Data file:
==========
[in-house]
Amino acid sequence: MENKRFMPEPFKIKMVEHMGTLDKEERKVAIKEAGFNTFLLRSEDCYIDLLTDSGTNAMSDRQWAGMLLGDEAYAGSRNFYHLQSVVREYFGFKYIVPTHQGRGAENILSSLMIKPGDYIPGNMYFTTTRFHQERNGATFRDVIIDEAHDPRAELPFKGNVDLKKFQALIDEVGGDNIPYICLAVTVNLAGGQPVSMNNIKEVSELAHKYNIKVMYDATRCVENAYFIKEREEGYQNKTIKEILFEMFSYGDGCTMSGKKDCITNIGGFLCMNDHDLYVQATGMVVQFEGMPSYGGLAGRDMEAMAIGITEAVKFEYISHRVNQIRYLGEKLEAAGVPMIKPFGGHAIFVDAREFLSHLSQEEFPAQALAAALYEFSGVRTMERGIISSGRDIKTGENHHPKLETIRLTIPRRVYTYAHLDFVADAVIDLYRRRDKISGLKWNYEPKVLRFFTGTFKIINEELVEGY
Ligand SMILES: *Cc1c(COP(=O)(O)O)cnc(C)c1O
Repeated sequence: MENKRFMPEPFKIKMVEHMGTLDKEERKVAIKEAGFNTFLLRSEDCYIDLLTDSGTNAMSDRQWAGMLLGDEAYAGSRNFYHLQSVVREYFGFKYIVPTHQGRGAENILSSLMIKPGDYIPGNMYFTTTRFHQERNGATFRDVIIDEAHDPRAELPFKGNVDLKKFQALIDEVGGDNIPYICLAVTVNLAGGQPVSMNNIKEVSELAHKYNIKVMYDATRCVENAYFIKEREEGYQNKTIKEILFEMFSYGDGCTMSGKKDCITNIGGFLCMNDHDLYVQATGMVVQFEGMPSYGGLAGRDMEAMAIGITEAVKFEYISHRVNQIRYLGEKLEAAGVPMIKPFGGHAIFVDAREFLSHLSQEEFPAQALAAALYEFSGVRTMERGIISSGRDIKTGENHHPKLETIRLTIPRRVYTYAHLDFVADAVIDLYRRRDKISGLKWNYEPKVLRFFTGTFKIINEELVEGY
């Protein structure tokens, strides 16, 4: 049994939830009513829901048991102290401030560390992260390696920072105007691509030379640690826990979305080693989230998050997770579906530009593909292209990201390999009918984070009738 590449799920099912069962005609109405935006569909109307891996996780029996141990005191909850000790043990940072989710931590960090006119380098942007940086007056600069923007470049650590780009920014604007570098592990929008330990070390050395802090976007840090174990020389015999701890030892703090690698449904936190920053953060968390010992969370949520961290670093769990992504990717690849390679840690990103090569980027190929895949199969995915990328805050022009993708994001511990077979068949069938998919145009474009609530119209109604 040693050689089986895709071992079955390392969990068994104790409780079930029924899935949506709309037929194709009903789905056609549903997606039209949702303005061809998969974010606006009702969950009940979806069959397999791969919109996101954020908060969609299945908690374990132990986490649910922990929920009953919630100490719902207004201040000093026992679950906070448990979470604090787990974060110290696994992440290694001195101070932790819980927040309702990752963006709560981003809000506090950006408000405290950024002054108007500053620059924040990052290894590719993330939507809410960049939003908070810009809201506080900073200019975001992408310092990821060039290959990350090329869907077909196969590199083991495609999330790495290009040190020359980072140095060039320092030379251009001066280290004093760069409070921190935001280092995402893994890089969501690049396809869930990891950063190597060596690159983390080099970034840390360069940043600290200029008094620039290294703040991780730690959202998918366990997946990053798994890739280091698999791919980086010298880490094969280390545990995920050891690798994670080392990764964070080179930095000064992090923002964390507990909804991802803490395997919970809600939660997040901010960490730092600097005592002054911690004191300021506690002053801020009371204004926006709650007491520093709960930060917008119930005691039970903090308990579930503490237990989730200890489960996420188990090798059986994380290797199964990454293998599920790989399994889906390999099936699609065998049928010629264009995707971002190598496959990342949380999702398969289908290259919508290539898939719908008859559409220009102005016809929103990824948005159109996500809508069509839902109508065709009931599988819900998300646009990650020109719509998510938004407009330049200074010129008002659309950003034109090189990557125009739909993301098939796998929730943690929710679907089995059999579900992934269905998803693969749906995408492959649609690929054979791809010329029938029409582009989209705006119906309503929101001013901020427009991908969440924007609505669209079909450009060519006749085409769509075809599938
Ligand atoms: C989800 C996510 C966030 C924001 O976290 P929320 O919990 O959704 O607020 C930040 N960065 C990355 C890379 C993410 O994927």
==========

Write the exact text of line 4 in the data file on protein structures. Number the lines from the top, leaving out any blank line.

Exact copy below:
Repeated sequence: MENKRFMPEPFKIKMVEHMGTLDKEERKVAIKEAGFNTFLLRSEDCYIDLLTDSGTNAMSDRQWAGMLLGDEAYAGSRNFYHLQSVVREYFGFKYIVPTHQGRGAENILSSLMIKPGDYIPGNMYFTTTRFHQERNGATFRDVIIDEAHDPRAELPFKGNVDLKKFQALIDEVGGDNIPYICLAVTVNLAGGQPVSMNNIKEVSELAHKYNIKVMYDATRCVENAYFIKEREEGYQNKTIKEILFEMFSYGDGCTMSGKKDCITNIGGFLCMNDHDLYVQATGMVVQFEGMPSYGGLAGRDMEAMAIGITEAVKFEYISHRVNQIRYLGEKLEAAGVPMIKPFGGHAIFVDAREFLSHLSQEEFPAQALAAALYEFSGVRTMERGIISSGRDIKTGENHHPKLETIRLTIPRRVYTYAHLDFVADAVIDLYRRRDKISGLKWNYEPKVLRFFTGTFKIINEELVEGY